As lovely as the book “Seven Sacred Pauses” is, right now it is actually causing me more stress than I had before. That’s the opposite of what I was going for.

I enjoy the readings very much (though I’m not encountering them as deeply as I was hoping to), and I fully believe in praying throughout my day, but the thing is…I kind of already do that. No, I do not have alarms set on my phone called “The Wisdom Hour”  or “The Hour of Illumination” normally (hours from the book), but–at least for my stage in life right now–I like my usual prayer-life better.

I won’t say that I “pray continually” as described in 1 Thessalonians 5:17 (“16 Rejoice always, 17 pray continually, 18 give thanks in all circumstances; for this is God’s will for you in Christ Jesus”. 1 Thessalonians 5: 16-18) because I know that I don’t. But the idea of living in an uninterrupted spirit if prayer and gratefulness is one that I hold dear. And it’s that gratefulness for all things that keeps me relatively stress-free. What’s happening is that the “scheduled” prayers of “The Seven Sacred Pauses” are overwhelming me to the point that I’m not praying continually like usual.

A short story about how I learned to pray “continually:”

I really enjoy cleaning my house, but it has not always been this way. I used to hate it. Every dried-up spill I scrubbed, I’d imagine my husband carelessly spilling something on the floor, then choosing to let it sit there and dry up rather than bending down to wipe it up for himself. Every time I scrubbed the bluish goo mixed with shaving gunk from his bathroom sink, I’d see him in my mind’s eye, brushing his teeth, and then walking away from that disgusting mess without a second thought about it. Never once thinking “you know, if I just swished one tiny handful of warm water down the drain after I shaved or brushed my teeth, my wife would never have to scrub this blue gunk off of the sink again!” Every piece of dirty laundry on the floor. Every set of gunky fingerprints on the remote control. You get the idea. At the end of the day, I was fuming, but I never said a word about it.

But one day–I’m not sure why this happened–something just clicked in my head. Sometime in December of 2010, I think. As I was waiting for the dishwater to warm  up (I will only wash dishes in the hottest of water), I found my mind wandering to the mothers in Africa who have to walk miles to fetch their water. Water that I would never even think of cleaning my dishes with, let alone cooking with, because it’s so filthy. And there I was, frustrated to tears because my husband didn’t dump his food scraps into the trash AGAIN, while standing over my sink waiting for the clean, clear water to get hot enough to wash our dishes. POOR MELISSA. Cry me a fricking river.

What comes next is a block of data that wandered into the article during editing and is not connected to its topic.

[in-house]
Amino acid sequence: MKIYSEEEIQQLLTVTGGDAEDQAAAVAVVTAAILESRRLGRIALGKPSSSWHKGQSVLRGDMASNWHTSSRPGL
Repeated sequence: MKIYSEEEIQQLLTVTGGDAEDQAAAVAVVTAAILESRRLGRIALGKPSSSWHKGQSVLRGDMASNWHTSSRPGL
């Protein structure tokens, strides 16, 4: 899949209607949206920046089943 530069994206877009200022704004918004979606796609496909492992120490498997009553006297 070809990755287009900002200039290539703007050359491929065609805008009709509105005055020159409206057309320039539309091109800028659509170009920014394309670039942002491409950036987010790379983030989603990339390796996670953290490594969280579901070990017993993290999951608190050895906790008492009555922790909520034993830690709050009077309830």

Something inside me clicked, and I began to cry. (Also, you should know that until about August of 2009, I was not a crier. Maybe I’ll tell that story another time.) I cried because I felt ashamed at my self-centeredness, and my feelings of entitlement. I cried because I was angry that I was still so immature. I cried because it’s just not fair that so many people die because of lack of access to clean water, and here I am, letting so much of it rush down the drain because I don’t think it’s hot enough to wash my dishes. I cried because I was a spoiled brat, and it took me so. long. to see it.

Since then, I’m delighted on a daily basis with how many things I have to be grateful for. We’re blessed abundantly, and I’m not shy of thanking God every single time I notice something. No, my prayers are not sacred readings that I do at a dedicated time of day, but to me, my “dishwater” prayers are more sacred. God is changing my heart day by day, hour by hour, and every time I say “thank you Father for blessing me and my family with not one but THREE sinks to clean, all with hot and cold running water,” I feel my heart soften.

So while I will continue with “Seven Sacred Pauses,” I’m going to stop beating myself up when I feel like I have to rush through my readings because Ellie put a foreign object into her mouth, or dinner is burning, or whatever. Also, I’m recommitting to living in an unbroken spirit of prayer and thanksgiving. In celebration of getting my head right again, here are some prayers I’ve said today. Maybe you can identify .

(When I miss my husband and he’s away at work, or working later than usual) Father thank you for my Husband and all that he does for our family. Thank you for blessing him (and us) with a job, and one that he loves.

(When I feel want for some material thing. Lately it’s a digital camera, since Ellie broke my old one) Father, thank you providing for us no matter what our circumstances are. When I had Ellie, we knew that me staying home was what was best for us, at least for the first few years, but we were scared. You’ve provided above and beyond our needs, even though we’re basically living on one income. Thank you for blessing our lives so abundantly; please direct us in how we can share our abundance with others.